venue available for the disabled
I became a photographer by chance. I grew up in a poor family in an industrial area of Milan in the north of Italy. My destiny was to be a factory worker. After military service, a friend asked me to assist him in the photographic studio and so my life had an unexpected turn.
When I was young I loved reading adventure books, stories of people living in other continents who have different cultures … So, with the first earnings, I began to dream of making travel a profession. With great humility I approached reportage, social photography studying the technique of the great photographers of the past and those reporters who documented the Vietnam War.
The 1970s were dominated by political ideals, pacifism and anti-war sentiments. This issue has been important for my generation and I believe that I became a war photographer to live on the ground my commitment against war, against violence and death.
For a few years I dealt with social issues in Italy, then I devoted myself to Eastern European countries. Living long periods in countries under Soviet occupation allowed me to understand many things and to learn German and Russian culture and Slavic languages.
When the Berlin Wall fell in November 1989, I was already there. I was based in East Berlin. I had a rare accreditation that allowed me to travel and photograph in the GDR. I was lucky enough to document a Country (GDR) that was changing forever and those photos have become History.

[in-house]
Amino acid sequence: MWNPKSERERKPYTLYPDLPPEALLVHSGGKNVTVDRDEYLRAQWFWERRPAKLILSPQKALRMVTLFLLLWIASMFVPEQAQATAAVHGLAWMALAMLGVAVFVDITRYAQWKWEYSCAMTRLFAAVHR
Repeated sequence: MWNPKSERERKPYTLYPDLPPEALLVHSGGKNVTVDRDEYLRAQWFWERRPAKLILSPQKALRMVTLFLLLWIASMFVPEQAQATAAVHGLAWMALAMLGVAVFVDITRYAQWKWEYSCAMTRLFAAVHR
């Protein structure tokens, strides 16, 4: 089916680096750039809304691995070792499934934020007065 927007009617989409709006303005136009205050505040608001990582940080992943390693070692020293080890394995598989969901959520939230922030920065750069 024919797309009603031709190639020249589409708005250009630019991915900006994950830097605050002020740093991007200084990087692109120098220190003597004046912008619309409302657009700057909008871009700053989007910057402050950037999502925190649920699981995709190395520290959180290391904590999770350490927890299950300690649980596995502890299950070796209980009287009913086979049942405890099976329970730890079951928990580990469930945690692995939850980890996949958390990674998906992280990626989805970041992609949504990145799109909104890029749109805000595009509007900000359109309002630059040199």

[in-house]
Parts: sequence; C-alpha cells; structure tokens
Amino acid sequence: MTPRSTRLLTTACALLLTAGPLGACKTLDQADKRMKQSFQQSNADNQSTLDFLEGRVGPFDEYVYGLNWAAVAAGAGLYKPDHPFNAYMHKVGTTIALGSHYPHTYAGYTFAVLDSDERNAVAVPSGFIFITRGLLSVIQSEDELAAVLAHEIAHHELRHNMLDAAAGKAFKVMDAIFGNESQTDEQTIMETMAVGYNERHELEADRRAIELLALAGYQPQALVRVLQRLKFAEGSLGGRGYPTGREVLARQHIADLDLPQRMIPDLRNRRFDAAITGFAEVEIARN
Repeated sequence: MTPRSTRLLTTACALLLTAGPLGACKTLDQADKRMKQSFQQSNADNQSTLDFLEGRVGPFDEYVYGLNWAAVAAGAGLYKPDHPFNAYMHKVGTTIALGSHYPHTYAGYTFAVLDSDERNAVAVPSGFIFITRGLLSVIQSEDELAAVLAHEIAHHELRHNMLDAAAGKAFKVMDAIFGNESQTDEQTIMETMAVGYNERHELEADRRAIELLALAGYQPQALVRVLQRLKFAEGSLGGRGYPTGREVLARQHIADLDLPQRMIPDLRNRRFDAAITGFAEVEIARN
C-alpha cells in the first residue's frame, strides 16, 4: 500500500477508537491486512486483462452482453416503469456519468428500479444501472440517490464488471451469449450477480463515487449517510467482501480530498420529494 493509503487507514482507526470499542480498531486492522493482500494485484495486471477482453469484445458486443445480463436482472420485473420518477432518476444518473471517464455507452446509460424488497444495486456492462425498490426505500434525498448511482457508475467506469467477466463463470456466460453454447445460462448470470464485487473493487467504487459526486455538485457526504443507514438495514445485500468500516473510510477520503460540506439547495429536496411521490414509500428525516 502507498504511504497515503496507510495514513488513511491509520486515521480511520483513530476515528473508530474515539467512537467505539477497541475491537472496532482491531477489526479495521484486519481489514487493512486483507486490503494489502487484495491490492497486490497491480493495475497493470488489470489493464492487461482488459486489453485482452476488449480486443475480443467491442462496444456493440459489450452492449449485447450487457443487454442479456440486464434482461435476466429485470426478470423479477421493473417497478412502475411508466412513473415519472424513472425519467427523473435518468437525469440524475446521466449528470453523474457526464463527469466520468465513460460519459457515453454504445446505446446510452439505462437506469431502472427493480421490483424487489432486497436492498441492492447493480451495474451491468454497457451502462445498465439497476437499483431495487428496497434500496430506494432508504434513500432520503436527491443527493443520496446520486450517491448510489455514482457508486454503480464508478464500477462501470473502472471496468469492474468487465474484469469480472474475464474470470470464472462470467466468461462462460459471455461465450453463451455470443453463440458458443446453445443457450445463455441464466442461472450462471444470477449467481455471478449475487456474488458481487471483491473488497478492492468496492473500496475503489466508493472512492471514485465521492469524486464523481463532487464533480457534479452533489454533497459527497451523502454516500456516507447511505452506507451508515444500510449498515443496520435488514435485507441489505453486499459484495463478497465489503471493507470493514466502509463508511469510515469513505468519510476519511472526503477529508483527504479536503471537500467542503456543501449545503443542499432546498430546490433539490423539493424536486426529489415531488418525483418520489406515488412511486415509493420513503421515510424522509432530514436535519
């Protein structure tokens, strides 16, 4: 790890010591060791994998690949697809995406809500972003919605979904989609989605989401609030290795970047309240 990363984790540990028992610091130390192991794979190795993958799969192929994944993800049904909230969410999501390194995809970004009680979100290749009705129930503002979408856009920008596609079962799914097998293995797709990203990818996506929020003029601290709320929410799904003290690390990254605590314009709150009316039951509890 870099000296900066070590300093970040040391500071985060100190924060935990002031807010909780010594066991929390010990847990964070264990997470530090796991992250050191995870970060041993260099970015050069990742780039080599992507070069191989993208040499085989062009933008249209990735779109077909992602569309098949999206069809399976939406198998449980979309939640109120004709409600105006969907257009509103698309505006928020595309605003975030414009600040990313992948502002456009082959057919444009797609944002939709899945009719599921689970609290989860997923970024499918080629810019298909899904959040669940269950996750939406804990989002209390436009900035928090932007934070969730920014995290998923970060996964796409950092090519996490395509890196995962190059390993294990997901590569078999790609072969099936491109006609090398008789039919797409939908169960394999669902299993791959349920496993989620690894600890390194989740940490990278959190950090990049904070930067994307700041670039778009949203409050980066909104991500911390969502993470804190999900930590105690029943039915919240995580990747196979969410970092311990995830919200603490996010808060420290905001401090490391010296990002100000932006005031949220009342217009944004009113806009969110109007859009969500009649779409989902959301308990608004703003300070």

I was in the right place at the right time. I began to collaborate with major international newspapers and to experience history as it happens.
Then I moved to Moscow. In the days of the coup (summer 1991), I was inside the Kremlin where President Gorbachev was arrested by KGB agents. Boris Yeltsin came to power and the powerful Soviet Union melted like snow in the sun.
In 1991 the conflict in Yugoslavia broken out and the war crossed my path. It was a hard, devastating experience that took my whole life and all my energies. There was no more room for love and normal life. Death entered my head, my heart and I lived for years as in a dark tunnel… I started living like an animal in destroyed houses, in cellars like rats, in trenches with soldiers.
I lost the sense of a normal life. I can’t forget Sarajevo and the other bloody places where I spent 10 fucking years of my life. Cold, hunger and fear were everyday problems.
The sacrifices were enormous but I get satisfaction because my photographs were published all over in the world. During some breaks in the war in Yugoslavia, I had numerous assignments to cover Rwanda’ genocide in 1994, the war in Chechnya, Palestine, Lebanon, Sudan, Afghanistan and Iraq. I became a specialist…
I’ ve got many awards and organized hundreds of traveling exhibitions.
Such a risky life cost me a lot. I suffer from a post traumatic syndrome (PTSD). The nights are full of nightmares.
I have been exposed to pain for too long. Too many dead, too much suffering.
Now it’s time to transfer my experiences to the students of journalism and to write a memoir because everyone must know the cruelty and the legacy of war.
Exhibited in Poland for the first time.